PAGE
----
This article is part of our DraftKings MMA series.
One quick note before I begin the preview. This is the thinnest card I can remember in RotoWire's four-plus years of covering MMA. Of the 22 fighters on the card, more than half are total unknowns. My advice, more so than ever, is for anyone participating in this event on DraftKings is to make multiple lineups to help cover a wide array of potential outcomes. As in, if your budget is $15 this week, play 15 $1 entries instead of entering the Throwdown. Given the fact seemingly anything can – and will – happen here, it's virtually impossible to expect to make one lineup and emerge victorious. Now, on to the preview.
Editors Note: Please note that the prelims begin at 3 a.m. EST, so be sure to have your lineups set before going to bed Friday night.
If you're hoping to turn the event into an opportunity to build your DFS bankroll, DraftKings.com has you covered with a full slate of contests. Players get a $50,000 budget to select six fighters, and the scoring is distributed as follows:
(Please note that DraftKings altered their scoring system in December 2016 to add a new fighter to the lineup and adjust scoring. The most recent point values are listed below.)
Significant Strikes (SS): +0.5 PTS
Advance (ADVC): +3 PT
Takedown (TD): +5 PTS
Reversal/Sweep (REV): +5 PTS
Knockdown (KD): +10 PTS
Fight Conclusion Bonuses
1st Round Win (1rW+): +90 PTS
2nd Round Win (2rW+): +70 PTS
3rd Round Win (3rW+): +45 PTS
4th Round Win (4rW+): +40 PTS
5th Round Win (5rW+): +40 PTS
Decision Win (WBD+): +30 PTS
Significant Strikes are any Distance Strike or Clinch/Ground Strikes that are considered "Power Strikes" by official scorers.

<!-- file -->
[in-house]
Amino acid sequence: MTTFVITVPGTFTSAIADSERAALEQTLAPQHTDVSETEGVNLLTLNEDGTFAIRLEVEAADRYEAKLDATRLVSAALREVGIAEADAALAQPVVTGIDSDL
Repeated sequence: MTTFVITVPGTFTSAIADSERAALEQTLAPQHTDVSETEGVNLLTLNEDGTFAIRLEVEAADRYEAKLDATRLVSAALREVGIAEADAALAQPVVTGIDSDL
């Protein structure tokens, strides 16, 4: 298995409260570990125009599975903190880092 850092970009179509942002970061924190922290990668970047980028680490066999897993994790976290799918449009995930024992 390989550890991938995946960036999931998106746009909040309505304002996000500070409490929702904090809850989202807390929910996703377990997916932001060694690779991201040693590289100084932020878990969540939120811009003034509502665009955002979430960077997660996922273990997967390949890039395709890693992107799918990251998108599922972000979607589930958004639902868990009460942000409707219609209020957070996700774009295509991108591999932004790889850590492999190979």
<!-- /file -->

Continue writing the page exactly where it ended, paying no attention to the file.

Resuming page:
Advances include: To Half Guard, To Side Control, To Mount, To Back Control
Now, on to the fights...
Main Event - Women's Strawweight Championship
This one comes as a surprise. Most predicted Andrade's first title defense would come against former champion Rose Namajunas or perhaps rising star Tatiana Suarez, but instead the UFC has inserted Zhang into the picture. She's a worthy challenger and a darn good opponent, but most everyone is in agreement that Zhang would not be getting this opportunity if this card wasn't taking place in her native China.
Andrade's win over Rose was something to behold. She was getting whipped for nearly the entire fight before she dropped Namajunas right on her head and knocked her out cold. The finish was impressive, but the way it happened was a bit fluky. Andrade hits hard and is remarkably strong, but I'm worried about her striking defense. It was non-existent against Rose, and she is going to be in trouble moving forward if she doesn't clean up that area of her game.
Zhang lost her first professional fight in November 2013 and hasn't tasted defeat since. She is a perfect 3-0 in the UFC, including a strong effort in a unanimous decision win over Tecia Torres her last time out in March. Zhang has legitimate power (nine career knockout wins) and a quality ground game (seven career submission wins), but she has little experience against high-level competition. Zhang will turn 30 years old next month, so she's not a kid, but the company seems to be rushing her development. Still, it's not as if she could pass up the opportunity to potentially make history in her home country.
As good as Andrade is, she doesn't strike me as the type of dominant champion who will hold onto the belt for an extended period of time. It takes a remarkably well-rounded mixed martial artist to make multiple title defense these days and I'm not sure Andrade offers that. Zhang is the wild card in the equation. I was impressed with her effort against Torres, but Tecia is a one-dimensional kickboxer who could potentially be looking at a release. Andrade brings more to the table than that. I think you have to pick Andrade to win, but this card is a mess and requires all DraftKings players to be a bit more creative than ever before. Taking Andrade at $8,700 and counting on the finish could be a dangerous game to play.
THE PICK: Andrade
Co-Main Event - Welterweight